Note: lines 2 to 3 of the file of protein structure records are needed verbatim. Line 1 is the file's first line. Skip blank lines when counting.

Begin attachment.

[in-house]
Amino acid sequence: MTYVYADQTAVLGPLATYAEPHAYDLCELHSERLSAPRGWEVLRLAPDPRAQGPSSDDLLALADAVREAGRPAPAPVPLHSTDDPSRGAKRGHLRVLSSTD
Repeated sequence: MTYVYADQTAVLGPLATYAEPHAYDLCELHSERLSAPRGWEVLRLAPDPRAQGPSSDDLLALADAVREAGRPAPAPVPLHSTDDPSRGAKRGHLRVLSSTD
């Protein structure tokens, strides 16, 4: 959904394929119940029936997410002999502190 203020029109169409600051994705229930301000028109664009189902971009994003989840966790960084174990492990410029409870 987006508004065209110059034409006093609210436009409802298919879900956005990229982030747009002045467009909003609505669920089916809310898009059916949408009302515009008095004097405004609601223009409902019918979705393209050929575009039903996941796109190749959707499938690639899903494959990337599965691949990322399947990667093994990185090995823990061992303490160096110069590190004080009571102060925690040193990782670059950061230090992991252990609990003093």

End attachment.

Amino acid sequence: MTYVYADQTAVLGPLATYAEPHAYDLCELHSERLSAPRGWEVLRLAPDPRAQGPSSDDLLALADAVREAGRPAPAPVPLHSTDDPSRGAKRGHLRVLSSTD
Repeated sequence: MTYVYADQTAVLGPLATYAEPHAYDLCELHSERLSAPRGWEVLRLAPDPRAQGPSSDDLLALADAVREAGRPAPAPVPLHSTDDPSRGAKRGHLRVLSSTD